"Hysteroscopy so painful I began to pass out"

About: Leicester Royal Infirmary / Gynaecology

(as the patient),

I went for a hysteroscopy last week at Leicester Royal Infirmary and I was not at all worried. The prior information suggested that there would be minimal pain - no local anaesthetic needed. I did however, take 2 Paracetamol 1 hour prior just in case. I have had endometrial biopsies taken previous to the appointment which were also very painful but I know that the procedure for my hysteroscopy was 'just a tiny camera' to look in my uterus.

Well, it was so excruciatingly painful that I began to shout out, my body went into shock and I started to sweat profusely. I came over disorientated and dizzy, I felt heavily nauseous and I began to pass out.

I have never experienced agonising pain like it in all my life. I was unable to sit or stand, I had to be assisted to walk into a recovery room and was only offered ibuprofen and a cup of tea to make me feel better. When walking back to the car I could only take tiny and slow steps as I was in so much pain still.

After getting home I did some research online and found that there are SCORES of other women who have been through the EXACT same thing - again, with NO local anaesthetic. I found an article on the Daily Mail website, campaign groups and MP's who are fighting to make local anaesthetic during this procedure compulsory.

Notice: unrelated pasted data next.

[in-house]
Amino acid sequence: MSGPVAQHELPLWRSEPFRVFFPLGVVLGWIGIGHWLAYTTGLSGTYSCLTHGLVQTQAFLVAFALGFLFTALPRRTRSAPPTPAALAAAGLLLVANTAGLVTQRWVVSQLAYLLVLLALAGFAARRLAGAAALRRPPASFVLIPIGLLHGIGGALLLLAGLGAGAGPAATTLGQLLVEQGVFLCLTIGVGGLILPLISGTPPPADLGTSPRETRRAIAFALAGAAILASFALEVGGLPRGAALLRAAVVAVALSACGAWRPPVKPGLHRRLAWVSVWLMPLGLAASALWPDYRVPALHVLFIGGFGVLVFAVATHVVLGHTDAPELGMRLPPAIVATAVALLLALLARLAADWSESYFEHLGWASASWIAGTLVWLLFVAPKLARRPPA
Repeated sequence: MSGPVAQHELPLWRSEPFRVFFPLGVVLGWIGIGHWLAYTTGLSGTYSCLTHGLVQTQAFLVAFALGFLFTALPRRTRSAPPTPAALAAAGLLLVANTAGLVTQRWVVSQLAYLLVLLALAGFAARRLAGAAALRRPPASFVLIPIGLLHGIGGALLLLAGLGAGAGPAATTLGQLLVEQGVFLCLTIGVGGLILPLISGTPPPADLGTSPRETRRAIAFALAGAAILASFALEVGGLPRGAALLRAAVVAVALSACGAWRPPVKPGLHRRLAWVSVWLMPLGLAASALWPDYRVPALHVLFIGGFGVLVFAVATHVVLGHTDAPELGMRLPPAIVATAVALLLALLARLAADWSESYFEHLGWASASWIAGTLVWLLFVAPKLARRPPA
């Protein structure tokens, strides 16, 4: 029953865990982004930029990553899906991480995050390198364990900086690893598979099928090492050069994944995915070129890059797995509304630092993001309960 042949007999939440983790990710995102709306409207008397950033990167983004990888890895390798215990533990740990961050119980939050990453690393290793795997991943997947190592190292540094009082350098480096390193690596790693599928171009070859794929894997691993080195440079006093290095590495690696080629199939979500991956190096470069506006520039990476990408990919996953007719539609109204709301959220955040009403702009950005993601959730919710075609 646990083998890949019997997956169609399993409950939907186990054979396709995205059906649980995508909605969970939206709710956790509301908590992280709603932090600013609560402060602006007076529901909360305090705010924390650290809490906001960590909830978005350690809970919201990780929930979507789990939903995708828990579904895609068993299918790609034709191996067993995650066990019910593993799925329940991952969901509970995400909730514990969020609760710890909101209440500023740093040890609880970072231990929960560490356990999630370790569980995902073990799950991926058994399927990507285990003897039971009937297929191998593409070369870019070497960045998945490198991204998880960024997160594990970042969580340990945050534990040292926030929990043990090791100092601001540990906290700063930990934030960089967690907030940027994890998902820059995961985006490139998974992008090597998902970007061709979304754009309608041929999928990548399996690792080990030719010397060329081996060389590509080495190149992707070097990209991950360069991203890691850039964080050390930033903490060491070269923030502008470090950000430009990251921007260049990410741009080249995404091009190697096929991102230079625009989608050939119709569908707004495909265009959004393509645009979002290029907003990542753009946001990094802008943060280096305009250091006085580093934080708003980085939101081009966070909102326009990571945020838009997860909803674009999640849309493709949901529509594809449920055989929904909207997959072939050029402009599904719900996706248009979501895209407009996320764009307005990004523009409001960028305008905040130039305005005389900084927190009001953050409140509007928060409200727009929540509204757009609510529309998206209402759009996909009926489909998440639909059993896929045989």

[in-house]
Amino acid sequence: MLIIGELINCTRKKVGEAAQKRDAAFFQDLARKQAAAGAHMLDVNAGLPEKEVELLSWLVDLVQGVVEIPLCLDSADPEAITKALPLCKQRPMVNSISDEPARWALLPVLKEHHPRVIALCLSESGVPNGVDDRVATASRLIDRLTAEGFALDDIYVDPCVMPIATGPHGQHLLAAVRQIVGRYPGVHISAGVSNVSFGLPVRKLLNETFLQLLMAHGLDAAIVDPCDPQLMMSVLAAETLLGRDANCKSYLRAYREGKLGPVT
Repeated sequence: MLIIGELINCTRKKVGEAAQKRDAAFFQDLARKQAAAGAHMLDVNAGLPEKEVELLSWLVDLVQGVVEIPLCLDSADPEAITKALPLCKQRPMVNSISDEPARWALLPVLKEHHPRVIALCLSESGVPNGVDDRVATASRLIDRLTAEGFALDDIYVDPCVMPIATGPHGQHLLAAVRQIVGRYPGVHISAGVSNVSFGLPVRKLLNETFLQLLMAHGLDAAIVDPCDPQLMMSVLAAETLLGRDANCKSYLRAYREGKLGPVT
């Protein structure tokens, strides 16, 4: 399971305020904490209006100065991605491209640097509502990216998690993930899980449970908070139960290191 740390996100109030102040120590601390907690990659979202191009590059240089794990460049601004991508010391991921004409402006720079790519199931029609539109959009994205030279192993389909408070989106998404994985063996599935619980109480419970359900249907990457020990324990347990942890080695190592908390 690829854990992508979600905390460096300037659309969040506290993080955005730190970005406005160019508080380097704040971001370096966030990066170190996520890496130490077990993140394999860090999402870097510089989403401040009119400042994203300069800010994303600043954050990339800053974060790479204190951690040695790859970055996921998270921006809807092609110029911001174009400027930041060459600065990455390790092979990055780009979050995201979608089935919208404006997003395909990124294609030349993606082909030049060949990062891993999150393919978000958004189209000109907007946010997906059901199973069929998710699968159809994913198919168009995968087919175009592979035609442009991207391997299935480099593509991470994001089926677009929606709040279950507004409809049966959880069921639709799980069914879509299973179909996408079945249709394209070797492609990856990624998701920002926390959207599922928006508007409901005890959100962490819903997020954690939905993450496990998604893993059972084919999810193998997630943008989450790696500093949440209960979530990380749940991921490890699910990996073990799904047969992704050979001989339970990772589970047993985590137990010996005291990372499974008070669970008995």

I am horrified that the hospital staff made this procedure out to be 'routine' and side effects noted as 'risk of some cramping'. In my experience, this is a massive understatement.

The use of no local anesthesia in this procedure seriously requires investigation.

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Response from University Hospitals of Leicester NHS Trust

Dear littledropofrain,

Thank you for taking the time to post a review.

I am very sorry that you had such an unsatisfactory experience in hysteroscopy clinic. The majority of patients tolerate hysteroscopy well and experience some cramping abdominal pain and some bleeding afterwards, but these are normally manageable with simple analgesics such as paracetamol.

Some patients do experience more pain or are unable to tolerate the procedure and require a general anaesthetic, but this will be a decision made by the staff performing the procedure in conjunction with the patient. A small number of patients have a more significant reaction.

Whilst we do sometimes use local anaesthetic this is the exception as the evidence does not support its use for reduction of pain as the pain is often due to distension of the cervical canal or uterine cavity and this is not prevented by local anaesthetic. National Guidance does not support its use.

lf you're happy to do so, please email your name, address, date of birth and hospital number to: communications@uhl-tr.nhs.uk and we can look into your case individually and discuss this in more detail with you.

Kind regards,

Quentin Davies,

Consultant Gynaecology

Leicester's Hospitals